By |2023-07-18T13:44:11-04:00July 18th, 2023|Member News|

Rob Fischer Appointed to Grace Longwell Coyle Professorship

Robert L. Fischer, Case Western Reserve University
Robert L. Fischer, PhD

Dr. Robert L. Fischer
Grace Longwell Coyle Professor
Jack, Joseph, and Morton Mandel School of Applied Social Sciences
Co-Director, Center on Urban Poverty and Community Development
Case Western Reserve University

Rob Fischer Appointed to Grace Longwell Coyle Professorship

Dr. Robert L. Fischer has been appointed to a Grace Longwell Coyle Professorship at the Jack, Joseph, and Morton Mandel School of Applied Social Sciences at Case Western Reserve University, for a five-year term beginning July 1.

Professor Grace Longwell Coyle (1892–1962) made a profound impact on the study of social work group work and its practice. Her books and presentations were seminal to promoting group work education and the important analysis of group leadership, group dynamics and elevating social work leadership. The Grace Longwell Coyle Endowed Professorship was established in 1965 “to perpetuate the concept of the dedicated faculty member.”

Robert L. Fischer joined the Mandel School in 2001 as a senior research associate, became an associate professor in the tenure track in 2017 and tenured in 2020. He has authored more than 60 peer-reviewed publications and generated more than $15 million in extramural grant funding as principal or co-principal investigator. Dr. Fischer has served as director of the MNO program since 2012 and was appointed chair of the program in 2018. He is the sole full-time faculty member teaching in the MNO degree program, and it is his dedication and leadership that led to it being in the inaugural cohort of accredited nonprofit masters programs in 2019 and its continued growth.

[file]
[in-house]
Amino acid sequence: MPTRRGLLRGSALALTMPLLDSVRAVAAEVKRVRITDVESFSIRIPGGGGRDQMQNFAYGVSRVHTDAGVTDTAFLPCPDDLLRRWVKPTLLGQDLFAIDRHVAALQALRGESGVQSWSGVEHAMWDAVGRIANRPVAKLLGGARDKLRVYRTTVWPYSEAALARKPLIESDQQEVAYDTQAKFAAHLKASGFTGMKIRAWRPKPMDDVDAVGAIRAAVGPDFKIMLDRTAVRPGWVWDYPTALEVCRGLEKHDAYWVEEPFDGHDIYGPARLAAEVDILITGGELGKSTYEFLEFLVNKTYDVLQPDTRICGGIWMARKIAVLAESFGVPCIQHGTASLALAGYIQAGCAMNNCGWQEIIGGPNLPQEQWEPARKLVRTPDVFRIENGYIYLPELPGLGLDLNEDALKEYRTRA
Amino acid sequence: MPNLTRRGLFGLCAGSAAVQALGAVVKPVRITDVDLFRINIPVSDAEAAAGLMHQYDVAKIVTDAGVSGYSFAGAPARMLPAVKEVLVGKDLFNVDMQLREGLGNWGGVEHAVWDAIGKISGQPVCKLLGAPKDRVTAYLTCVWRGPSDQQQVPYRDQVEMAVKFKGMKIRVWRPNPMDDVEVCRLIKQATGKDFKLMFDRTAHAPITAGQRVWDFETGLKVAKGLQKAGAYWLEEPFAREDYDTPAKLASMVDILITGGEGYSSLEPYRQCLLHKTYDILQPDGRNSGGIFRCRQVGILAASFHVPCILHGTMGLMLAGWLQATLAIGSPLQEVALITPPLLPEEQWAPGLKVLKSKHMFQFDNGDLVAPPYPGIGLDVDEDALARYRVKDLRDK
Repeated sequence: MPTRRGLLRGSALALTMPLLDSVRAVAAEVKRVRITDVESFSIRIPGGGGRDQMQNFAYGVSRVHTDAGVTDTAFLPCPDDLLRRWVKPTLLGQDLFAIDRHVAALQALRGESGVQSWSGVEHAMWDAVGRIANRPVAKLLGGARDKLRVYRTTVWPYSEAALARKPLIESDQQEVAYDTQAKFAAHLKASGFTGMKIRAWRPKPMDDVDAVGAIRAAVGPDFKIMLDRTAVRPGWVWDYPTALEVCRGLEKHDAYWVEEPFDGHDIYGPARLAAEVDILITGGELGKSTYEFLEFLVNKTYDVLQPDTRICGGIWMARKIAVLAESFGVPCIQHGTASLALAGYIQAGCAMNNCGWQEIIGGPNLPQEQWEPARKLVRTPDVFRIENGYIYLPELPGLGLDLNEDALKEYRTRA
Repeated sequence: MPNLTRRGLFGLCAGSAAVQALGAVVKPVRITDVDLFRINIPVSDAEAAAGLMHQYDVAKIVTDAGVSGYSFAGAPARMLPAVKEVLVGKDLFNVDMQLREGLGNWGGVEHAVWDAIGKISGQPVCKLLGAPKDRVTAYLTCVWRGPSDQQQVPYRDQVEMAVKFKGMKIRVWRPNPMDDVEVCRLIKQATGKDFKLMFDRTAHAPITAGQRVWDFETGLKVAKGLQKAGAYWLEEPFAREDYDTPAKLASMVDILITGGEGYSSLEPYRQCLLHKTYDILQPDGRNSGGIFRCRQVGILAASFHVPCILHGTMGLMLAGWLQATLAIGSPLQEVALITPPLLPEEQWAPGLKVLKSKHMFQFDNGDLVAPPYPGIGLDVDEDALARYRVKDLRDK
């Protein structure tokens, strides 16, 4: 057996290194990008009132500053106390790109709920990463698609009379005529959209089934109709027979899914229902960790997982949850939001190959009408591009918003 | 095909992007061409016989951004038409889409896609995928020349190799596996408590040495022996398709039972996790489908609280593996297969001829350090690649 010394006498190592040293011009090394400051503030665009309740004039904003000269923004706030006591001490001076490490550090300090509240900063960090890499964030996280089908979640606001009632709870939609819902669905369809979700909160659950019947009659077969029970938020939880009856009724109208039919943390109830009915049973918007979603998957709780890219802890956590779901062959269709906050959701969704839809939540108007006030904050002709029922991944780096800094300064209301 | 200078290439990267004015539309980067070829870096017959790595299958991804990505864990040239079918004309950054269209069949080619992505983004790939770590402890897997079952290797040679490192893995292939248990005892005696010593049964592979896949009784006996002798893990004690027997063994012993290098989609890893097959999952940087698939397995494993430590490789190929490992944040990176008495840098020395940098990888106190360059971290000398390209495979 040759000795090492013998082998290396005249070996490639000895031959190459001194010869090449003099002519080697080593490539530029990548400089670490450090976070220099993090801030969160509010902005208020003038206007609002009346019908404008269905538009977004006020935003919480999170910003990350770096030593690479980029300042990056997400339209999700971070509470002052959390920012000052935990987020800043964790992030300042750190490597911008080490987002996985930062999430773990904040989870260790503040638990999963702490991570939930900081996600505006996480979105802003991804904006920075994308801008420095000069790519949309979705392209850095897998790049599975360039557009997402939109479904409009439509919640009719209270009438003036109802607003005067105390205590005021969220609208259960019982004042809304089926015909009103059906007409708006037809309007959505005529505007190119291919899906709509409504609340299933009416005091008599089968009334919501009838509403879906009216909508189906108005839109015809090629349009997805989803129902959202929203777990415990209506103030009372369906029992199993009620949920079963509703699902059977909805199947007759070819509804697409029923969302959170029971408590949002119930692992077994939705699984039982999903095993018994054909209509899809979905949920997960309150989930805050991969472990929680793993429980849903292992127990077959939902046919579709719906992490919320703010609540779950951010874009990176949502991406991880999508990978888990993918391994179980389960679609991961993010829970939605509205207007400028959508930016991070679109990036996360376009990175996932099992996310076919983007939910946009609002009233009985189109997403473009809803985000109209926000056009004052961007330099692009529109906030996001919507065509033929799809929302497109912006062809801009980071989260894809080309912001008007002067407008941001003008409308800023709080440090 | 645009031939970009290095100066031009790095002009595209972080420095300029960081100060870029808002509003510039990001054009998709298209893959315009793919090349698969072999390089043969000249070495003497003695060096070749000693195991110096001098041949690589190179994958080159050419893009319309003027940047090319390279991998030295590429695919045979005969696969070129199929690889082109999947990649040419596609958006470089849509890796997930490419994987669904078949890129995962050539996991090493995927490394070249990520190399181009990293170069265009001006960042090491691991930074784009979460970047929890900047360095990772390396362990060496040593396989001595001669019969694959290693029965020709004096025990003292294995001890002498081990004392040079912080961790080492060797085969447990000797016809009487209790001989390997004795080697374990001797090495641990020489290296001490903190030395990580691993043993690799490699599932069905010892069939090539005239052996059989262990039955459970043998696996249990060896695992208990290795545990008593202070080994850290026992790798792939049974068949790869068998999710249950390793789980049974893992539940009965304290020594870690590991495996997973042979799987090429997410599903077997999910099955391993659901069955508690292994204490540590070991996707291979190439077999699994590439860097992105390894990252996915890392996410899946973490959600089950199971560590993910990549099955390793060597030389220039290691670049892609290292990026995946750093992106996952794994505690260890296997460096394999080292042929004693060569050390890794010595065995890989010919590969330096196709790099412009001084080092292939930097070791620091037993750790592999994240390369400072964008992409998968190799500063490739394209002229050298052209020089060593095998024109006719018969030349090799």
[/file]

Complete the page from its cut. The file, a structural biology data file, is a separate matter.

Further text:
Additionally, Dr. Fischer has been co-director of the Center on Poverty and Community Development since 2005. He has also been an active member of the school’s steering committee, curriculum committee, budget committee, library committee and has served as chair of a standing committee on the faculty senate. Dr. Fischer has been a generous institution-builder at the Mandel School and CWRU and a frequent contributor to the academy.

By |2023-07-18T13:44:26-04:00July 18th, 2023|Member News|

Five Nonprofit Leadership Challenges: A Proposed Typology of Common Issues that Nonprofit Leaders Face

Jayce Sudweeks, Georgia Southern University
Jayce Sudweeks, PhD

Jayce Sudweeks, PhD
Assistant Professor
Department of Public and Nonprofit Studies
Georgia Southern University

Five Nonprofit Leadership Challenges: A Proposed Typology of Common Issues that Nonprofit Leaders Face
Journal of Nonprofit Education & Leadership, 2023 | Vol. 13 Issue 2, p31-58. 28p.

Nonprofit leaders face many challenges and would benefit from a typology that helps highlight the core issues organizations experience. The Nonprofit Studies Minor at North Carolina State University identified five nonprofit leadership challenges, through a combination of practitioner experience and academic research, that could serve as a typology. The challenges identified are earning the public trust; aligning mission, methods, and resources; capitalizing on issues associated with diversity; balancing individual interests and the common good; and moving beyond charity to systemic change.